Mawson, C.O.S., ed. (1870–1938). Roget’s International Thesaurus. 1922.

Class IV. Words Relating to the Intellectual Faculties
Division (II) Communication of Ideas
Section II. Modes of Communication

544. Falsehood.

   NOUN:FALSEHOOD, falseness; falsity, falsification; deception [See Deception]; untruthfulness; untruth [See Untruth]; guile; lying &c. v., misrepresentation; mendacity, perjury, false swearing; forgery, invention, fabrication; subreption; covin [archaic].
  perversion -, suppression- of truth; suppressio veri [L.]; perversion, distortion, false coloring; exaggeration [See Exaggeration]; prevarication, equivocat on, shuffling, fencing, evasion, fraud; suggestio falsi [L.] (lie) [See Untruth]; mystification (concealment) [See Concealment]; simulation (imitation) [See Imitation]; dissimulation, dissembling; deceit; blague [F.].
  SHAM, pretense, pretending, malingering.
  DUPLICITY, double dealing, insincerity, tartufism or tartuffism, hypocrisy, cant, humbug, fake [colloq. or slang]; casuistry, jesuitism, jesuitry; pharisaism; Machiavelism, “organized hypocrisy”; lip -homage, – service; mouth honor; hollowness; mere -show, – outside; crocodile tears, mealy-mouthedness, quackery; charlatanism, charlatanry; gammon [colloq.], buncombe or bunkum, flam; bam [slang], flimflam, cajolery, flattery; Judas kiss; perfidy (bad faith) [See Improbity]; il volto sciolto i pensieri stretti [It.].
  UNFAIRNESS (dishonesty) [See Improbity]; artfulness (cunning) [See Cunning]; missatement (error) [See Error].
   VERB:BE FALSE &c. adj., be a liar [See Deceiver]; speak falsely &c. adv.; tell a lie [See Untruth]; lie, fib; lie like a trooper; swear falsely, forswear, perjure oneself, bear false witness.
  FALSIFY, misstate, misquote, miscite, misreport, misrepresent; belie, pervert, distort; put a false construction upon (misinterpret) [See Misinterpretation].
  PREVARICATE, equivocate, quibble; palter, – to the understanding; répondre en Normand [F.]; trim, shuffle, fence, mince the truth, beat about the bush, blow hot and cold [colloq.], play fast and loose.
  GARBLE, gloss over, disguise, give a color to; give -, put- a -gloss, – false coloring- upon; color, varnish, cook [colloq.], doctor [colloq.], dress up, embroider; exaggerate [See Exaggeration]; blague [F.].
  FABRICATE, invent, trump up, get up; forge, fake [slang], hatch, concoct; romance (imagine) [See Imagination]; cry “wolf!”
  DISSEMBLE, dissimulate; feign, assume, put on, pretend, make believe; act the old soldier [colloq.], play possum; play -false, – a double game; coquet; act -, play- a part; affect [See Affectation]; simulate, pass off for; counterfeit, sham, make a show of; malinger; say the grapes are sour.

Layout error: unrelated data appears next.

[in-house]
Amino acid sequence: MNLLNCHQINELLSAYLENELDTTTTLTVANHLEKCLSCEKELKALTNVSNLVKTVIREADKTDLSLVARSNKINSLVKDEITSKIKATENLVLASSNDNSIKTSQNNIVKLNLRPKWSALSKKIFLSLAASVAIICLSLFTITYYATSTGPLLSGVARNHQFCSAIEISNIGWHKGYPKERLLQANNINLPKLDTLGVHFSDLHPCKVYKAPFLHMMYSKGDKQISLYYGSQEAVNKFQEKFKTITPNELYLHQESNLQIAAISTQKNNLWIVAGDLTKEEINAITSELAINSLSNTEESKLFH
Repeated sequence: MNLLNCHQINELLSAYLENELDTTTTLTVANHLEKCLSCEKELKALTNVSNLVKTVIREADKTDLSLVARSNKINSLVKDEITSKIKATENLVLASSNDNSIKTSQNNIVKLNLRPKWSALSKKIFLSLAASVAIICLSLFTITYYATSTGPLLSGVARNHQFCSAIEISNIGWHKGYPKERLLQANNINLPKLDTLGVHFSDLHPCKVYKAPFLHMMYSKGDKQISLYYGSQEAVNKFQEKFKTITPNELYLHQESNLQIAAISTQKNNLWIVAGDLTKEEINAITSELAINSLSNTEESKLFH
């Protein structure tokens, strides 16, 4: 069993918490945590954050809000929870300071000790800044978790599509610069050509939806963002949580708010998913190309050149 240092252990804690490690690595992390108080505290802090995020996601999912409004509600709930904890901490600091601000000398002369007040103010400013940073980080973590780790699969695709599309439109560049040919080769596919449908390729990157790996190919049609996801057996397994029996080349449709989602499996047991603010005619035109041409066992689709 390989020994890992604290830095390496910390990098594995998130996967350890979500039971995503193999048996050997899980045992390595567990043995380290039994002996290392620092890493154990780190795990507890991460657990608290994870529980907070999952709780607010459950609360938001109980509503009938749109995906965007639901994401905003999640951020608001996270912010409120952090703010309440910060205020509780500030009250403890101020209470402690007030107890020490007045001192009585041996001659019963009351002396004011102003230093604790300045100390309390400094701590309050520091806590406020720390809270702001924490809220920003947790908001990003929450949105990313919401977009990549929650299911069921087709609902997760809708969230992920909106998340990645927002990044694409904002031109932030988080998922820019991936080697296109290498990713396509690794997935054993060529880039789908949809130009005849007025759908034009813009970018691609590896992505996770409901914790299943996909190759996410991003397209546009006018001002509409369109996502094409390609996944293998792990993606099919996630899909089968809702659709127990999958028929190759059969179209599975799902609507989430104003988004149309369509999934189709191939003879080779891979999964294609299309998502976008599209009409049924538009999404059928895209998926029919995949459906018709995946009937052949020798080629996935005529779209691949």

cant [dial. Eng.], play the hypocrite, sham Abram or Abraham, faire pattes de velours [F.], put on the mask, clean the outside of the platter, lie like a conjuror; hand out -, hold out -, sail under- false colors; “commend the poisoned chalice to the lips” [Macbeth]; spargere voces in vulgum ambiguas [Vergil]; deceive [See Deception].
   ADJECTIVE:FALSE, deceitful, mendacious, unveracious, fraudulent, dishonest; faithless, truthless, untruthful, trothless [archaic]; unfair, uncandid; hollow-hearted; evasive; uningenuous, disingenuous; hollow, insincere, Parthis mendacior [L.]; forsworn.
  collusive, collusory [obs.]; artful (cunning) [See Cunning]; perfidious [See Improbity]; spurious (deceptive) [See Deception]; untrue [See Untruth]; falsified &c. v.; covinous.
  HYPOCRITICAL, canting, jesuitical, pharisaical; tartufish or tartuffish; Machiavellic, Machiavellian or Machiavelian; double, -tongued, -handed, -minded, -hearted, -dealing; two-faced, double-faced; Janus-faced; smooth -faced, -spoken, -tongued; plausible; mealy-mouthed; affected [See Affectation].
   ADVERB:FALSELY &c. adj.; à la Tartufe [F.], with a double tongue; slily (cunning) [See Cunning].
  1. Blandæ mendacia linguæ falsus in uno falsus in omnibus.
  2. I give him joy that’s awkward at a lie.—Young
  3. La mentira tiene las piernas cortas.—Sp.
  4. O what a goodly outside falsehood hath!—Merchant of Venice
  5. Look like the innocent flower, But be the serpent under ’t.—Macbeth
  6. A Hair perhaps divides the False and True.—Omar Khayyàm—Fitzgerald
  7. Sin has many tools, but a lie is the handle which fits them all.—Holmes